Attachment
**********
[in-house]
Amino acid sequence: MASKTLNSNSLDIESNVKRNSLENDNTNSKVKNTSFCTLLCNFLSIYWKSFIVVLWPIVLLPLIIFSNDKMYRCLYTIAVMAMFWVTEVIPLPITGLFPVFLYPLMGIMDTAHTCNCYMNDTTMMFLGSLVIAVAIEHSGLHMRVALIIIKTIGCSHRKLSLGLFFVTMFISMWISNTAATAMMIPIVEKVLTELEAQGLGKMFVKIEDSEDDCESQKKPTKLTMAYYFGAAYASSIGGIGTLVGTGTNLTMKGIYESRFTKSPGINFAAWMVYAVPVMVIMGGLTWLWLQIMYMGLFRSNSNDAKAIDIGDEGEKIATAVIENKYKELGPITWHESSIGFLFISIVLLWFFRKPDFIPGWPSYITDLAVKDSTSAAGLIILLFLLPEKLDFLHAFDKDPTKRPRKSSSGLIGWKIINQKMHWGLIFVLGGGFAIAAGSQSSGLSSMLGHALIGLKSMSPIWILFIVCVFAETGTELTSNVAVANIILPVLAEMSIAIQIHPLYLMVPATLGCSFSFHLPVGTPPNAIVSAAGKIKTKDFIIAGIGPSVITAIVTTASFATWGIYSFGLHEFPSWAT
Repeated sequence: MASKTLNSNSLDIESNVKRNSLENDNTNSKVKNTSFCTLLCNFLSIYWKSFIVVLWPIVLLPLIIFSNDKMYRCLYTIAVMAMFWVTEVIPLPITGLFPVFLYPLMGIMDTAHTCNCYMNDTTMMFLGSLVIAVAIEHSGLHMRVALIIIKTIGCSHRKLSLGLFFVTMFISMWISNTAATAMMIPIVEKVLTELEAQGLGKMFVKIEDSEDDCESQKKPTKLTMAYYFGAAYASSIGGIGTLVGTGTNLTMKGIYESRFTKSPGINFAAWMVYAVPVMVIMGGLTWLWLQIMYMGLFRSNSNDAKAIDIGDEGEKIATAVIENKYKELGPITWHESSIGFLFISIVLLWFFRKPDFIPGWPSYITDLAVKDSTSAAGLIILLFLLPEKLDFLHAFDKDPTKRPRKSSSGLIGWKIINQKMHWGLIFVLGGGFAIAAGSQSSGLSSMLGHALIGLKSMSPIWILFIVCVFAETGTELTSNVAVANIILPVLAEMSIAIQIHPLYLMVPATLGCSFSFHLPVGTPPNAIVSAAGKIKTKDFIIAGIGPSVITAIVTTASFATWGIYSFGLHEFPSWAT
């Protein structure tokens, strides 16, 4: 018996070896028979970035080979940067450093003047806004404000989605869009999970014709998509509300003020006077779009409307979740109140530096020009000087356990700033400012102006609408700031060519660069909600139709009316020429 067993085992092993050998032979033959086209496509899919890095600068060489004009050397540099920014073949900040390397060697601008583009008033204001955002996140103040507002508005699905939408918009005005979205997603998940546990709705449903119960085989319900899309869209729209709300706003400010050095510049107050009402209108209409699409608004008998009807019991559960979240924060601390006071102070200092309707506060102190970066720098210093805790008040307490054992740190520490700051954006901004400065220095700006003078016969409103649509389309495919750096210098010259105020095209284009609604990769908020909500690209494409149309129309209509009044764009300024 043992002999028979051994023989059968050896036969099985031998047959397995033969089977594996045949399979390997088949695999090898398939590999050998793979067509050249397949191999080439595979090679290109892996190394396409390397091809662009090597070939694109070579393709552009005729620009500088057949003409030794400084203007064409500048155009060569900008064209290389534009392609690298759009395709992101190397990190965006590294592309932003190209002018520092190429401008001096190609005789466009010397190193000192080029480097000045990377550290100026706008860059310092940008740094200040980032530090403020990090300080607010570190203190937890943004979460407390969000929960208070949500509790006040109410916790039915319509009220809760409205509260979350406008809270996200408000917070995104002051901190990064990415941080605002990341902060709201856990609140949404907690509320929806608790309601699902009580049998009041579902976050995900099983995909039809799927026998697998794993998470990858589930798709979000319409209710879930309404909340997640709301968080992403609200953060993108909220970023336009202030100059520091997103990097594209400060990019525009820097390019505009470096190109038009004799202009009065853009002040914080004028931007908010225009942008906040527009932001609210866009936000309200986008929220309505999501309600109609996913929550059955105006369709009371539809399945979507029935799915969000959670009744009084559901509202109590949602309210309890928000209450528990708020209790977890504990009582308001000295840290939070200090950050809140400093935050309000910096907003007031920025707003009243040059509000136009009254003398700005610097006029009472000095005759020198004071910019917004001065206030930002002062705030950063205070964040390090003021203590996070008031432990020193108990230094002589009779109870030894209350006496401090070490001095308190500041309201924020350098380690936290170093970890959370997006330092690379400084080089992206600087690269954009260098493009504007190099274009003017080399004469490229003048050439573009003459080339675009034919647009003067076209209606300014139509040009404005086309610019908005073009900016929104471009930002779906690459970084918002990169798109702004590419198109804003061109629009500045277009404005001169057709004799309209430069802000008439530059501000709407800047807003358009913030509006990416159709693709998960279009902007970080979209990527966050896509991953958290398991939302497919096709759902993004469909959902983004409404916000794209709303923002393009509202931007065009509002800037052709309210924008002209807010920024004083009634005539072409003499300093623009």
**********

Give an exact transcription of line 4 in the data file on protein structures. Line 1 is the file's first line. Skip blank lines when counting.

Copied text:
């Protein structure tokens, strides 16, 4: 018996070896028979970035080979940067450093003047806004404000989605869009999970014709998509509300003020006077779009409307979740109140530096020009000087356990700033400012102006609408700031060519660069909600139709009316020429 067993085992092993050998032979033959086209496509899919890095600068060489004009050397540099920014073949900040390397060697601008583009008033204001955002996140103040507002508005699905939408918009005005979205997603998940546990709705449903119960085989319900899309869209729209709300706003400010050095510049107050009402209108209409699409608004008998009807019991559960979240924060601390006071102070200092309707506060102190970066720098210093805790008040307490054992740190520490700051954006901004400065220095700006003078016969409103649509389309495919750096210098010259105020095209284009609604990769908020909500690209494409149309129309209509009044764009300024 043992002999028979051994023989059968050896036969099985031998047959397995033969089977594996045949399979390997088949695999090898398939590999050998793979067509050249397949191999080439595979090679290109892996190394396409390397091809662009090597070939694109070579393709552009005729620009500088057949003409030794400084203007064409500048155009060569900008064209290389534009392609690298759009395709992101190397990190965006590294592309932003190209002018520092190429401008001096190609005789466009010397190193000192080029480097000045990377550290100026706008860059310092940008740094200040980032530090403020990090300080607010570190203190937890943004979460407390969000929960208070949500509790006040109410916790039915319509009220809760409205509260979350406008809270996200408000917070995104002051901190990064990415941080605002990341902060709201856990609140949404907690509320929806608790309601699902009580049998009041579902976050995900099983995909039809799927026998697998794993998470990858589930798709979000319409209710879930309404909340997640709301968080992403609200953060993108909220970023336009202030100059520091997103990097594209400060990019525009820097390019505009470096190109038009004799202009009065853009002040914080004028931007908010225009942008906040527009932001609210866009936000309200986008929220309505999501309600109609996913929550059955105006369709009371539809399945979507029935799915969000959670009744009084559901509202109590949602309210309890928000209450528990708020209790977890504990009582308001000295840290939070200090950050809140400093935050309000910096907003007031920025707003009243040059509000136009009254003398700005610097006029009472000095005759020198004071910019917004001065206030930002002062705030950063205070964040390090003021203590996070008031432990020193108990230094002589009779109870030894209350006496401090070490001095308190500041309201924020350098380690936290170093970890959370997006330092690379400084080089992206600087690269954009260098493009504007190099274009003017080399004469490229003048050439573009003459080339675009034919647009003067076209209606300014139509040009404005086309610019908005073009900016929104471009930002779906690459970084918002990169798109702004590419198109804003061109629009500045277009404005001169057709004799309209430069802000008439530059501000709407800047807003358009913030509006990416159709693709998960279009902007970080979209990527966050896509991953958290398991939302497919096709759902993004469909959902983004409404916000794209709303923002393009509202931007065009509002800037052709309210924008002209807010920024004083009634005539072409003499300093623009």